You should definitely warn Steve (discretely).
... and I'm surprised other answers have not taken this position (more on that point below).
You are not your company. You do not control it, it is not acting in your best interests. It is an instrument for its owners to make a profit (and a social instrument only indirectly). You're a salaried employee, as is your co-worker Steve. You have much more in common with your co-workers in terms of collective, and probably even personal, interest than you do with company management.
I can't help to feel that I should warn Steve somehow, as it seems unethical to fire him without any previous notice (thus affecting him greatly)
Steve is subjected to the underhanded treatment of termination without notice, and the even more underhanded treatment of hiding the already-decided impending termination from him. Did you know that in most countries with any past of union movements, workers have pressed employers and government and have made this practice illegal? In quite a few places where organization is stronger, termination requires a justified cause adjudicated by a bipartisan committee of employers and employee representations (unless it's for something like stealing from work etc.)
Even though I feel like warning him, this seems to be a bad decision.
No, it is a good decision (assuming you do it carefully).
If you were to only consider your own short-term self-interest, then - why tell Steve? Who cares, right? He's getting the boot, not you, and you're afraid if you misbehave you might be punished or suffer the same fate as him.
But that's the wrong way to think about it. All of you at that company must be able to rely on each other to be supportive and helpful - as the company is inherently not. Steve is depending on you to help him out, like you may depend on others to help you out, in some other situation in which management self-interest may harm you. You should consider his interest and well-being - as well as that of his family and community.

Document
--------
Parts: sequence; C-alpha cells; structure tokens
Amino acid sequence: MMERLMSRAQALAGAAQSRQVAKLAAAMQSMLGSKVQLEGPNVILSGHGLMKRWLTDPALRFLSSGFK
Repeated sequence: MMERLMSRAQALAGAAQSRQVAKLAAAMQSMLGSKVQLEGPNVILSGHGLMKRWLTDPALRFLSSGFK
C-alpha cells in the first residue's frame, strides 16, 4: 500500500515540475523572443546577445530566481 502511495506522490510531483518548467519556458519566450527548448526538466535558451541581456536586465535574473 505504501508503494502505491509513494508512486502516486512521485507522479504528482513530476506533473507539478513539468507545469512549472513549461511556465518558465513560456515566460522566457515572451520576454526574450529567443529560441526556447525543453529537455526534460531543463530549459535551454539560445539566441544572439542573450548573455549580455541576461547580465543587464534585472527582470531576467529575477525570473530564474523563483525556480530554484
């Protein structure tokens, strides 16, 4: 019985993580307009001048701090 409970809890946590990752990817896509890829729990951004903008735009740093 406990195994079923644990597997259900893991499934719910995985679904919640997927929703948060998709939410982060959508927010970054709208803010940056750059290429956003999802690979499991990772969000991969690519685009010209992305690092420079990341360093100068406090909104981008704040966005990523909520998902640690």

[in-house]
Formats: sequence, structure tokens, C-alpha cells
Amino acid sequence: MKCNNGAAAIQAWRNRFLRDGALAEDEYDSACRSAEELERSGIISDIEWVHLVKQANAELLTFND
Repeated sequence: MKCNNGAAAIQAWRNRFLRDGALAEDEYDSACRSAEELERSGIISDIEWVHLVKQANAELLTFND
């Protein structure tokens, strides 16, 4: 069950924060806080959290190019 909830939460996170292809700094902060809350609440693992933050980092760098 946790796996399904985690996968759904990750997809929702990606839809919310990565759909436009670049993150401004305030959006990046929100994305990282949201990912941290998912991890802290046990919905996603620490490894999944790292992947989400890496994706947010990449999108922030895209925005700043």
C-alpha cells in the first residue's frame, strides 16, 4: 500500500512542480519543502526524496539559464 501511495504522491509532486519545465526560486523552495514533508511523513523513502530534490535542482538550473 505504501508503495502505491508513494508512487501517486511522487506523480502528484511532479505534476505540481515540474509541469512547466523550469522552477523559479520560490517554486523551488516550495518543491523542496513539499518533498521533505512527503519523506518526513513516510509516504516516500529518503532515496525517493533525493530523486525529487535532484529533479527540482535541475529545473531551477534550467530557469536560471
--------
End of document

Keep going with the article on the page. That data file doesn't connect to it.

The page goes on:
Now, I didn't say you should try to thwart his termination; but don't betray your coworker. Rather, stick up for him. Find an opportunity to suggest that you guys talk after work, not at the workplace, and explain the situation. You will also get a lot more information from him, which currently you're not getting. This will also help you decide what you want to tell your manager - that you'll oblige, that you can't, that there's this or that kind of problem etc.
I'd even say you should talk to Steve before discussing this again with your manager. Coordinate with your fellow workers first, and with management later.
I believe this is the result of the combination of two factors. The first being that most users / answer authors on this site, and this page particularly, are from the USA; and the second is the ever-continuing weakening of working-class organization and education in the US. Pro-employer mores and social conceptions face you wherever you turn - in the lawbooks, from the politicians, the businesspeople of course, the courts, the collaborationist corporatized unions, even the education system.